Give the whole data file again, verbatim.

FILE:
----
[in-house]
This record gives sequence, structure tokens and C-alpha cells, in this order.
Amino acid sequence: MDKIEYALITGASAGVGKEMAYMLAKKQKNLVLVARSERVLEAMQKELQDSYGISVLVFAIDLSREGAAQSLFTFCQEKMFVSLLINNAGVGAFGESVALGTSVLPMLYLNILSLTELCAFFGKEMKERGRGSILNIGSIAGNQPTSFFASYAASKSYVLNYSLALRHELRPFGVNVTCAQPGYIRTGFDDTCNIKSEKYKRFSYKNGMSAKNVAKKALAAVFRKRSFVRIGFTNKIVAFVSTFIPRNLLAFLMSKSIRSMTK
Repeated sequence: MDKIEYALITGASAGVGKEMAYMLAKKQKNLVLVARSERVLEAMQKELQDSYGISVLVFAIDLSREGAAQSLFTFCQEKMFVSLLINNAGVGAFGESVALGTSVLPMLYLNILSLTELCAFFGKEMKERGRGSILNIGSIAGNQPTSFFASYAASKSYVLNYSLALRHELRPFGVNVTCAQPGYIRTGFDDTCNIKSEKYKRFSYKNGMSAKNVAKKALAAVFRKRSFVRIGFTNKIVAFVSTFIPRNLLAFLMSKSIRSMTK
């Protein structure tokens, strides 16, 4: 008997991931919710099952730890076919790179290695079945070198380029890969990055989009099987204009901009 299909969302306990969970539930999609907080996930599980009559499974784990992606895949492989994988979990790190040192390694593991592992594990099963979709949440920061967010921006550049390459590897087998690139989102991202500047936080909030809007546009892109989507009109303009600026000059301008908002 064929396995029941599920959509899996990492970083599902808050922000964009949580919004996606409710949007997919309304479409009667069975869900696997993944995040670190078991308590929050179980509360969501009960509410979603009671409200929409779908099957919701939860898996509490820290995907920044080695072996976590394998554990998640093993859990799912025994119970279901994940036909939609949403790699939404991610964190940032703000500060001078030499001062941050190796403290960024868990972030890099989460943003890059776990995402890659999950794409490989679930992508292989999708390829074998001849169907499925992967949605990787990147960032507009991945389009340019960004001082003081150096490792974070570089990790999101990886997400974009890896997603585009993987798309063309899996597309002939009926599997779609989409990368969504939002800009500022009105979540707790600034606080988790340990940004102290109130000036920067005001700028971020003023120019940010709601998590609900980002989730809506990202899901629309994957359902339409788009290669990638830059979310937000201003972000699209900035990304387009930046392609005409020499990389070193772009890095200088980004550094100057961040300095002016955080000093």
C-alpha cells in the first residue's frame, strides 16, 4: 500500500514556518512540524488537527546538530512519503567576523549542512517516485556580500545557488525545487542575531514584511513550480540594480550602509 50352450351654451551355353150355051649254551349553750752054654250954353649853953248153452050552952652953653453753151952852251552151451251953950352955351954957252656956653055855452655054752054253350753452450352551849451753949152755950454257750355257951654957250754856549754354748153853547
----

[in-house]
This record gives sequence, structure tokens and C-alpha cells, in this order.
Amino acid sequence: MDKIEYALITGASAGVGKEMAYMLAKKQKNLVLVARSERVLEAMQKELQDSYGISVLVFAIDLSREGAAQSLFTFCQEKMFVSLLINNAGVGAFGESVALGTSVLPMLYLNILSLTELCAFFGKEMKERGRGSILNIGSIAGNQPTSFFASYAASKSYVLNYSLALRHELRPFGVNVTCAQPGYIRTGFDDTCNIKSEKYKRFSYKNGMSAKNVAKKALAAVFRKRSFVRIGFTNKIVAFVSTFIPRNLLAFLMSKSIRSMTK
Repeated sequence: MDKIEYALITGASAGVGKEMAYMLAKKQKNLVLVARSERVLEAMQKELQDSYGISVLVFAIDLSREGAAQSLFTFCQEKMFVSLLINNAGVGAFGESVALGTSVLPMLYLNILSLTELCAFFGKEMKERGRGSILNIGSIAGNQPTSFFASYAASKSYVLNYSLALRHELRPFGVNVTCAQPGYIRTGFDDTCNIKSEKYKRFSYKNGMSAKNVAKKALAAVFRKRSFVRIGFTNKIVAFVSTFIPRNLLAFLMSKSIRSMTK
């Protein structure tokens, strides 16, 4: 008997991931919710099952730890076919790179290695079945070198380029890969990055989009099987204009901009 299909969302306990969970539930999609907080996930599980009559499974784990992606895949492989994988979990790190040192390694593991592992594990099963979709949440920061967010921006550049390459590897087998690139989102991202500047936080909030809007546009892109989507009109303009600026000059301008908002 064929396995029941599920959509899996990492970083599902808050922000964009949580919004996606409710949007997919309304479409009667069975869900696997993944995040670190078991308590929050179980509360969501009960509410979603009671409200929409779908099957919701939860898996509490820290995907920044080695072996976590394998554990998640093993859990799912025994119970279901994940036909939609949403790699939404991610964190940032703000500060001078030499001062941050190796403290960024868990972030890099989460943003890059776990995402890659999950794409490989679930992508292989999708390829074998001849169907499925992967949605990787990147960032507009991945389009340019960004001082003081150096490792974070570089990790999101990886997400974009890896997603585009993987798309063309899996597309002939009926599997779609989409990368969504939002800009500022009105979540707790600034606080988790340990940004102290109130000036920067005001700028971020003023120019940010709601998590609900980002989730809506990202899901629309994957359902339409788009290669990638830059979310937000201003972000699209900035990304387009930046392609005409020499990389070193772009890095200088980004550094100057961040300095002016955080000093």
C-alpha cells in the first residue's frame, strides 16, 4: 500500500514556518512540524488537527546538530512519503567576523549542512517516485556580500545557488525545487542575531514584511513550480540594480550602509 50352450351654451551355353150355051649254551349553750752054654250954353649853953248153452050552952652953653453753151952852251552151451251953950352955351954957252656956653055855452655054752054253350753452450352551849451753949152755950454257750355257951654957250754856549754354748153853547